Under pressure, Bitmain derestricted their machines and activated the Overt ASICBoost firmware across the board.
The lucrative rewards out there for those with enough hashrate have seen mining pools emerge: these are miners who agree to pool their computing power resources in order to get a small percentage of the reward on offer.
Blockchain.com keeps an ongoing record of which mining pools control the largest spread, or what we might consider to be market share. The unit used is called hashrate distribution and is a measure of the relative size and strength of a pool’s total computing power.
There is a heavy concentration of power in the hands of Chinese companies. Recent estimates put China’s mining pools in control of 81% of Bitcoin hashrate. Rounding out the rest are firms or groups in the Czech Republic, Russia, Georgia, Iceland and Japan.
Backed by China’s Bitmain. Uses open source code that is viewable on Github. Running since 2015.
Illustrating how little we really know about Bitcoin miners is the fact that a sixth of the total computing power verifying transactions and mining new Bitcoins are unknown. These could be individuals or simply pools that do not publicly advertise for new members.
Viabtc Technology Limited was founded as a cryptocurrency startup in May 2016 with engineers from Tencent, one of China’s largest technology companies. Shows its hashrate publicly and relies on transparency to attract new miners.
Founded by former China Mobile engineer and early adopter Jiang Zhuoer in 2017. Started out as a private pool.
Notionally founded by two Chinese engineers, this is a second large pool also controlled by Bitmain. Running since 2014.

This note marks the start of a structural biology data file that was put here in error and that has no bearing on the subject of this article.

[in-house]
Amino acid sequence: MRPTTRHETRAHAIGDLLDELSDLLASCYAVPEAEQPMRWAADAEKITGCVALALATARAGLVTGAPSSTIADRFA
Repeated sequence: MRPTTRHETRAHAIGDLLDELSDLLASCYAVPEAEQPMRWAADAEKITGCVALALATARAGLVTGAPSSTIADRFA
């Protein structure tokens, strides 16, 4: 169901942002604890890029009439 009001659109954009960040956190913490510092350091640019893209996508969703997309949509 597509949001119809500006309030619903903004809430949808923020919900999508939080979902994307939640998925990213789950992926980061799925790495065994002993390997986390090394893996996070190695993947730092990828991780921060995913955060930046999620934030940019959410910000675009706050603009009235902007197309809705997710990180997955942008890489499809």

In the short term, mining pools are subject to the same fragilities as traditional companies.
Tariffs in the US-China trade war could hurt Bitmain the most, as it has the highest exposure to the American market. Their main product are still ASIC rigs, which were reclassified from ‘data processing machines’ to ‘electrical machinery apparatus’, making them subject to a 2.6% tariff when selling to the US.
Regulations are still the greatest threat to the expansion of Bitcoin mining, if global consensus can be reached as to environmental controls. This looks less likely in the immediate future because of the Trump administration’s decision to walk away from the Paris climate accord and more recently its dismissals of a disastrous climate report by the IPCC.
According to The Independent, a new study by researchers at the University of Hawaii published in Nature Climate Change predicts that that Bitcoin mining could push global warming above 2 degrees by the end of the next decade.
Co-author Katie Talady writes: “Currently, the emissions from transportation, housing and food are considered the main contributors to ongoing climate change. This research illustrates that Bitcoin should be added to the list.”
We could see a situation where severe caps are imposed on the amount of electricity allowed to be used by Bitcoin miners. If that happens, the nature of the space will be fundamentally altered.
Bitcoin miners have the ability to enrich themselves with the flick of a switch. But global regulators could still clamp down to change the future of Bitcoin mining, with the simple swipe of a pen.